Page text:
BANGKOK (REUTERS) - Hundreds of protesters seeking to overthrow Thailand's government stormed a police compound on Sunday where the prime minister had been during the morning, forcing her to leave hastily for an undisclosed location, a government official said.
Police fired several rounds of teargas in an area of Bangkok near Government House, after a chaotic night of street fighting elsewhere in the capital during which two people were killed and at least 45 wounded.
As the Thai capital braced for what protest leaders are calling "V-Day" for toppling the government, thousands gathered at several points across the city, wearing black, waving flags and blowing whistles.
A "red shirt" government supporter was shot and killed early on Sunday, a day after a 21-year-old student was also fatally shot, as protesters intensified a week-long bid to topple Prime Minister Yingluck Shinawatra and end her family's more than decade-long influence over Thai politics.
Police called in military back-up to protect government buildings after the clashes erupted between supporters and opponents of Yingluck and her billionaire brother, ousted former Prime Minister Thaksin Shinawatra, near a sports stadium where about 70,000 government supporters had gathered.
The fighting is the latest in an intractable conflict that broadly pits Thailand's establishment of royalists, wealthy elites and the urban middle class against the poor supporters of Thaksin, who come mostly from provinces north of Bangkok, the country's lowest-income regions.
Protest leaders have told supporters to seize 10 government offices, six television stations, police headquarters and Government House, where Yingluck's office is.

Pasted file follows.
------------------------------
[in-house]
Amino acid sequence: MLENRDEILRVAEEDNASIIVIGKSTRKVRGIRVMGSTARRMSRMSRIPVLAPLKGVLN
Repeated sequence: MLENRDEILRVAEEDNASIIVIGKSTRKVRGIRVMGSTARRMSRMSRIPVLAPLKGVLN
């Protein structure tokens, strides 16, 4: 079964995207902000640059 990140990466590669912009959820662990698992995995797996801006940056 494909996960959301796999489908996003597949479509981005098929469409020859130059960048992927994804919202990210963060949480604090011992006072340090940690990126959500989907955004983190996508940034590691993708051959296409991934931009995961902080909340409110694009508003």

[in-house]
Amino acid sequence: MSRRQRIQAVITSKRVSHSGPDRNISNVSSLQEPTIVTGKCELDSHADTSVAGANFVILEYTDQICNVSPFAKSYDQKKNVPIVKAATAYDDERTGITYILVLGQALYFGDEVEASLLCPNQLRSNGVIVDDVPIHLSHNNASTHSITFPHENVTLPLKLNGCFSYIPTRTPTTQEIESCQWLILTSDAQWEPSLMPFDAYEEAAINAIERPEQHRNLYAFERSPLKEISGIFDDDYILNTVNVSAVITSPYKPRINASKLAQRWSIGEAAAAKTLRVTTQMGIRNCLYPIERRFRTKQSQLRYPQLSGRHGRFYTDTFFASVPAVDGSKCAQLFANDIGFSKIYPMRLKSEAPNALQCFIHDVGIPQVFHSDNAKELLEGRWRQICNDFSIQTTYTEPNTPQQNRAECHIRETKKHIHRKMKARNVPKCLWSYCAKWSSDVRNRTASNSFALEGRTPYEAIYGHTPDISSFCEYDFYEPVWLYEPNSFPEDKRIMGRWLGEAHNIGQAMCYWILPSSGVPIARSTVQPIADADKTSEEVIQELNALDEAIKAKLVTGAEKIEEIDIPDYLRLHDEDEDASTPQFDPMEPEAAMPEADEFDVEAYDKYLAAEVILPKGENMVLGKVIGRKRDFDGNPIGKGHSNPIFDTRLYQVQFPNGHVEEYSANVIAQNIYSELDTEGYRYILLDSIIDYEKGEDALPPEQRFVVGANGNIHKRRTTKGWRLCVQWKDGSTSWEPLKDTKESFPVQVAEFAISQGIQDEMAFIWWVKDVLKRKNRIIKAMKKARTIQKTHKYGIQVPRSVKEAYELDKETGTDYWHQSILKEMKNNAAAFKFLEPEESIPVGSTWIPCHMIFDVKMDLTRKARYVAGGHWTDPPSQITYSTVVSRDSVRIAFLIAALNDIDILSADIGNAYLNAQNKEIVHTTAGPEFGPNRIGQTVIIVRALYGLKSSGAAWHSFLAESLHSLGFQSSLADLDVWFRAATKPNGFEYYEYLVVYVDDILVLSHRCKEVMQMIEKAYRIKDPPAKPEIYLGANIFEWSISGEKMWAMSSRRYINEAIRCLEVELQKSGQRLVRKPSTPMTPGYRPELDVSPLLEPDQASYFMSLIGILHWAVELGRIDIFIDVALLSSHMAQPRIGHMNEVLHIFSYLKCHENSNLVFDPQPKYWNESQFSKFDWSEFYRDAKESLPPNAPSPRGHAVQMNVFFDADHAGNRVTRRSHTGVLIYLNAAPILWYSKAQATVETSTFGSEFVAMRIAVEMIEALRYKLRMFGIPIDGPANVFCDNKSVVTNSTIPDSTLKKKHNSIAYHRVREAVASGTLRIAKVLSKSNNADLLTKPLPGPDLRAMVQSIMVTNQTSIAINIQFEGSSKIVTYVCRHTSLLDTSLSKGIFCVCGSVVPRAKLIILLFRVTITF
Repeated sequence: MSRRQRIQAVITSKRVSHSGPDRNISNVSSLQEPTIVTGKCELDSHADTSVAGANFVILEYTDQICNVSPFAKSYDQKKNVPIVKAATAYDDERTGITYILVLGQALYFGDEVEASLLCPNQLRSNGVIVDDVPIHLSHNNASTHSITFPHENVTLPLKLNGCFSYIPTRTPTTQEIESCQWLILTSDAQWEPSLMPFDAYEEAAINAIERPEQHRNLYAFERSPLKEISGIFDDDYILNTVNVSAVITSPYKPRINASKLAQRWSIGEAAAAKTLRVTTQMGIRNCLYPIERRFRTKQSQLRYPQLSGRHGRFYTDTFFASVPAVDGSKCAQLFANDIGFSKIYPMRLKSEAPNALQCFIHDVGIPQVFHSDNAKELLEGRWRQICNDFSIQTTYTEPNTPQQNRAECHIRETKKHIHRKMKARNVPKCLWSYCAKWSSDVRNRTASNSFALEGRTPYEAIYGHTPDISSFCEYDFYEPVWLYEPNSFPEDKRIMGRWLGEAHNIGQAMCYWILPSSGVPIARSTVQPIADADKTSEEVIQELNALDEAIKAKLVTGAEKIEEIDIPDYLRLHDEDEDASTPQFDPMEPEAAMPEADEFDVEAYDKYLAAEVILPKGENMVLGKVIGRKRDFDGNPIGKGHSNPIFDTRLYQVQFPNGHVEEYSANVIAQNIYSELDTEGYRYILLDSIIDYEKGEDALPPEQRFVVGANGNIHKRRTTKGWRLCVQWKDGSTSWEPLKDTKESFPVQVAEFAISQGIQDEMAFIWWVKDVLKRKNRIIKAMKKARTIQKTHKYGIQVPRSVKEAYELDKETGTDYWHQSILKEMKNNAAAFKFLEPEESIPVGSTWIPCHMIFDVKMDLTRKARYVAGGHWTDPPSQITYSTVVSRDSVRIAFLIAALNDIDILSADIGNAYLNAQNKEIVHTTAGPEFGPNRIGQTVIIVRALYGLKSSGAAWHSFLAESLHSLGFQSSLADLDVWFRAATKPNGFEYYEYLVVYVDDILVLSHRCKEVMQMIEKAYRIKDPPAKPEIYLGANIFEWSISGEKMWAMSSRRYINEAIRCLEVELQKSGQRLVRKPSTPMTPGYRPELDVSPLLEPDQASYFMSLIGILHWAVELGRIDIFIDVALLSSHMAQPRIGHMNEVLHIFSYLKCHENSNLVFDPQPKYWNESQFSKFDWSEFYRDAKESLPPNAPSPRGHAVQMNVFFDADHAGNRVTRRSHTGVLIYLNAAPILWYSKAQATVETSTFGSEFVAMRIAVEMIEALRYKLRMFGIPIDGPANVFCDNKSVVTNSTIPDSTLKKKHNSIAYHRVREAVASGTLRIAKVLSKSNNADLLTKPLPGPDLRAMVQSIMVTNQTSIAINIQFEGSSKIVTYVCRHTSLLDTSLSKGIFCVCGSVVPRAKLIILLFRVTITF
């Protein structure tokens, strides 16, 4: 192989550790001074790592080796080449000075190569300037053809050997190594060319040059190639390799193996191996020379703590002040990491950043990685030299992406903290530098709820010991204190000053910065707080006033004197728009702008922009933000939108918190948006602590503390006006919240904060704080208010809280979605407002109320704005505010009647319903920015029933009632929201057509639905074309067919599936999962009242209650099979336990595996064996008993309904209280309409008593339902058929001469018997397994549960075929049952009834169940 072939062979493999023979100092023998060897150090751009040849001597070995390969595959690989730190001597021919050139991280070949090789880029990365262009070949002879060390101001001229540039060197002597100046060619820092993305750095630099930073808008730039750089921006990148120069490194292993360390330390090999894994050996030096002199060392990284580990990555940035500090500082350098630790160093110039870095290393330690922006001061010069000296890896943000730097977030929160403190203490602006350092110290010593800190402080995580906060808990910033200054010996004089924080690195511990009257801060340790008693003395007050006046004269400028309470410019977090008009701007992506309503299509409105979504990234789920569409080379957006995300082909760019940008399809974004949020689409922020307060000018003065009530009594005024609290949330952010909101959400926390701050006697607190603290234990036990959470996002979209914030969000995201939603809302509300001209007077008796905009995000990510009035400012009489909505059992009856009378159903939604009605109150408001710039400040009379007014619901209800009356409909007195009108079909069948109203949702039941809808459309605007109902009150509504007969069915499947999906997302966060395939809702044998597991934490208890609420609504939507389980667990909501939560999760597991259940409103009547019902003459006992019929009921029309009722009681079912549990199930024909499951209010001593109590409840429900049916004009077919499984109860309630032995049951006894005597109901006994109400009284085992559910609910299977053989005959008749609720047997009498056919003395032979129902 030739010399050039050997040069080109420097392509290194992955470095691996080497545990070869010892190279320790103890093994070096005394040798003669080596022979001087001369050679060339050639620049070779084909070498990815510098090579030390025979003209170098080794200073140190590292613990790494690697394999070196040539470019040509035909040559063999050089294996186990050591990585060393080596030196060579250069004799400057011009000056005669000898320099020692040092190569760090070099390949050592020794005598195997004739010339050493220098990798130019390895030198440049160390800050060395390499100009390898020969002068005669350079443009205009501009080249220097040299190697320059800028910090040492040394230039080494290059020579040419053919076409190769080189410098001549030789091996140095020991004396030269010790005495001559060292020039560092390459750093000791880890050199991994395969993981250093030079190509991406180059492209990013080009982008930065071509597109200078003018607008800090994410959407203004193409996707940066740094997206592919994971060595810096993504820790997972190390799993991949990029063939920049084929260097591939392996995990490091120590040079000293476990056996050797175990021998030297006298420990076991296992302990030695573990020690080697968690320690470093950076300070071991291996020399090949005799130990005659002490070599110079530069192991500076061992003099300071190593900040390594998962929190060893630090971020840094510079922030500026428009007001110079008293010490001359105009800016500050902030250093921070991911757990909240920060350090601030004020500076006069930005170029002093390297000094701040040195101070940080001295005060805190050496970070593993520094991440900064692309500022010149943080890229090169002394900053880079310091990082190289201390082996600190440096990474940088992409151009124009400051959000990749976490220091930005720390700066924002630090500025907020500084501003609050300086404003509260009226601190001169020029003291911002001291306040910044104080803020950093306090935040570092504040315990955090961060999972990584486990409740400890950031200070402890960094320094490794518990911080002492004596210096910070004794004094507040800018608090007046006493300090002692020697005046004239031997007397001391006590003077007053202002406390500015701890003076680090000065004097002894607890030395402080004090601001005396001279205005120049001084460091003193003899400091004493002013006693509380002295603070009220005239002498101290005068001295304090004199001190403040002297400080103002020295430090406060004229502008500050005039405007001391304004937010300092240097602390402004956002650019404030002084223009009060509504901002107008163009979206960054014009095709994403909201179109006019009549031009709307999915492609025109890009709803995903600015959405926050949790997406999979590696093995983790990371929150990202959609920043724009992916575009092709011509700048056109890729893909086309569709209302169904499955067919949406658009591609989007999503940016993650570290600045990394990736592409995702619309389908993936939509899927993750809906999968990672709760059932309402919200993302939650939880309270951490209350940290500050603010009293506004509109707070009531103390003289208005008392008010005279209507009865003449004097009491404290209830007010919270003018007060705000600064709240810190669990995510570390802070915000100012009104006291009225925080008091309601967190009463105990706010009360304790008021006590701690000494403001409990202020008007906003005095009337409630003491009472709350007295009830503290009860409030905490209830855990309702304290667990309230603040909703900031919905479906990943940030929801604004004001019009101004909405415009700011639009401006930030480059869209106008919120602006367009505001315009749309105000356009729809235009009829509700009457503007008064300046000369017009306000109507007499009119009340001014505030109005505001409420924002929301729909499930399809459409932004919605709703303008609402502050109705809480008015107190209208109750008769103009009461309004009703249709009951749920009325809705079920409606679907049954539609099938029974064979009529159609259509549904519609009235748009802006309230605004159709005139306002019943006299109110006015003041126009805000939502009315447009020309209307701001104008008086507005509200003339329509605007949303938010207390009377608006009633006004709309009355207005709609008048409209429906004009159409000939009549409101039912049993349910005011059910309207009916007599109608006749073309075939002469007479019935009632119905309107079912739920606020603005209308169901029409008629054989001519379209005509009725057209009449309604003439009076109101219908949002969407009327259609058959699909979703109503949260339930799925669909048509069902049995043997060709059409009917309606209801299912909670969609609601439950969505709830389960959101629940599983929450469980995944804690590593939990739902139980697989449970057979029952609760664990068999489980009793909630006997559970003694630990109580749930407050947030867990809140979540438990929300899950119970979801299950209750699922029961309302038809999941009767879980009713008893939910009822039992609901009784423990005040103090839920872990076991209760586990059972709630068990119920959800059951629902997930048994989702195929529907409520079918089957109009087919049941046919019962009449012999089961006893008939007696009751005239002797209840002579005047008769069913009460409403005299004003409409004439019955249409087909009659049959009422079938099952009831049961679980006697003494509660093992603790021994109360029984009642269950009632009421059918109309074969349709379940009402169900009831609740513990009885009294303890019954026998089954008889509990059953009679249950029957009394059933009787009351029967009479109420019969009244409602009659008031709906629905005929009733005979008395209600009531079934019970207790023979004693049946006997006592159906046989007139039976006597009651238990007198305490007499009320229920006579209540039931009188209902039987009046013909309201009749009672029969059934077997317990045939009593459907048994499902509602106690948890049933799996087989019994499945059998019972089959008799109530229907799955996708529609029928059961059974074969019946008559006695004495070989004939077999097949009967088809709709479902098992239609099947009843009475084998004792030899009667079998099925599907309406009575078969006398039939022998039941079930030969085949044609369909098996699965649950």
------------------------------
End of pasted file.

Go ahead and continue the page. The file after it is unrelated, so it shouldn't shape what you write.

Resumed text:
The headquarters of state broadcaster Thai PBS were taken over by protesters, according to a statement from PBS and police, and at least 3,000 protesters massed in front of the police headquarters, a Reuters reporter said.
Five major shopping malls were shut as a precaution.
Streets near the stadium, the scene of intense street battles overnight, were littered with broken glass and rocks, a Reuters witness said. A red-shirt leader, Jatuporn Promphan, said four red shirts had been killed but Reuters only confirmed one, 43-year-old red-shirt guard Viroj Kemnak.
Forty-five people were wounded in the fighting, according to the government's Erawan emergency centre.
Thousands of red shirts began to return by bus to their homes in northern Thailand after their rally was called off in a bid to calm the tension but that is unlikely to end Thailand's worst political crisis since April-May 2010, a period of unrest that ended with a military crackdown.
In all, 91 people were killed then, mostly Thaksin supporters.